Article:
A song that was originally cut from The Muppet Christmas Carol movie has been found and revealed by director Brian Henson.
The song is performed by Scrooge’s fiancée Belle when he goes back in time and is called ‘When Love is Gone’.
The song, a love ballad, was deemed too boring for children by the Disney’s studio chief at the time Jeffrey Katzenberg, so was cut.
Once it was removed both the video master and negative of the song were both lost, until now…
Once the film was released on DVD, the song was completely lost after appearing on the VHS release of the film.
Speaking to OJ Borg on a special programme about the Muppets, Henson said he received a call back in November asking him to view the new version of the film in crystal clear 4k.
He was unaware the the lost track had been found and couldn’t believe what he saw. He said: “I was so excited. They actually hid it. So, I went down and they said, ‘But before we show it to you, we’ve got something else we want to show you.
“And they put up reel four of Christmas Carol with When Love Is Gone, I was like, ‘No, you did not!’ and they said, ‘Yes we did! We found it!’ I was so happy, I was so happy.”
The song reminds Scrooge of a time when he and his fiancée broke up as he decided to focus on his career over their relationship.
Henson told the BBC that they thought the film didn’t justify a love ballad ‘because there is no loving relationship that we can celebrate in that movie… So the love ballad is when Belle is leaving Scrooge’.
You can listen to the song in an interview with Henson on BBC Radio 2 on Christmas Day during The Muppets at Christmas: it’s Time To Play The Music, at 7pm.
You can also watch the normal film (without the song, unfortunately) on Disney+.
ITV’s new drama about the ‘worst serial killer Wales has ever seen’ starts tonight
“Two unsolved double murders from the 1980s cast a shadow over the work of the Dyfed Powys police force”
The Pembrokeshire Murders starring Luke Evans starts on ITV tonight and it promises to be your next favourite series.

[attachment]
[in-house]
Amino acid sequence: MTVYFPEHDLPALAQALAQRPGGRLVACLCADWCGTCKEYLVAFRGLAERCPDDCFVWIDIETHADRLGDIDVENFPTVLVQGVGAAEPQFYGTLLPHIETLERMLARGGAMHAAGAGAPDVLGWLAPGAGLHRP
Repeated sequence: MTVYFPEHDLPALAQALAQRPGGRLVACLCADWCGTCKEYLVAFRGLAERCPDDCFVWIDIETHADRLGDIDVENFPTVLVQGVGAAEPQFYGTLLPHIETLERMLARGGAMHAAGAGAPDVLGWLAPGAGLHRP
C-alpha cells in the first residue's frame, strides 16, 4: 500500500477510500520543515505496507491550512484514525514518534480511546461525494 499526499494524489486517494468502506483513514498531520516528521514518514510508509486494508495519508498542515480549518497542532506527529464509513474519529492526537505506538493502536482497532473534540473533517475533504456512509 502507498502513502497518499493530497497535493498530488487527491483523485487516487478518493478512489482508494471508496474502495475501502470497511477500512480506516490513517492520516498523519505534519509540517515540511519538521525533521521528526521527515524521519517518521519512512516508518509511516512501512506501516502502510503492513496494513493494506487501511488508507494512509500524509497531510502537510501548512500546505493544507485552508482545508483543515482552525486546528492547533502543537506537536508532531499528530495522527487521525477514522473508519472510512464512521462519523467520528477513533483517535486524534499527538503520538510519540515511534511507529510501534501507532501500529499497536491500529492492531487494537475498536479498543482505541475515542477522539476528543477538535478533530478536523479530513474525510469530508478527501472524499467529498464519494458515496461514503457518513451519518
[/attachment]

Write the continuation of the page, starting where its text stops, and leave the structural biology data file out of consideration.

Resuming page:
Airing over Monday, Tuesday and Wednesday this week, The Pembrokeshire Murders follows Welsh actor Luke Evans as Senior Investigating Officer, Steve Wilkins as he reopens two unsolved double murders in Wales.
The synopsis reads: “Two unsolved double murders from the 1980s cast a shadow over the work of the Dyfed Powys police force. In 2006, newly promoted Detective Superintendent Steve Wilkins decided to reopen both cases,
“Employing pioneering forensic methods, Wilkins and his handpicked team found microscopic DNA and fibres that potentially linked the murders to a string of burglaries committed in the 80s and 90s.
“The perpetrator of those robberies was nearing the end of his prison sentence, but if Steve Wilkins was right, he was also a serial killer… Could Steve and his team find enough forensic evidence to charge their suspect before he was released to potentially kill again?”
Keith Allen plays John Cooper, the Welsh serial killer who was given life in 2011 for the 1985 double murder of siblings Richard and Helen Thomas and the 1989 double murder of Peter and Gwenda Dixon.
The true story gained significant media attention at the time when it was discovered that John had appeared on Bullseye in 1989, a factor which later became a crucial element in his identification.
Speaking about the show, Luke Evans admitted he was hooked from the start: “The story hooked me immediately. I mean, also, I’m a sucker for a true story and this isn’t just a true story, it’s a shocking, true story about the worst serial killer that Wales has ever seen.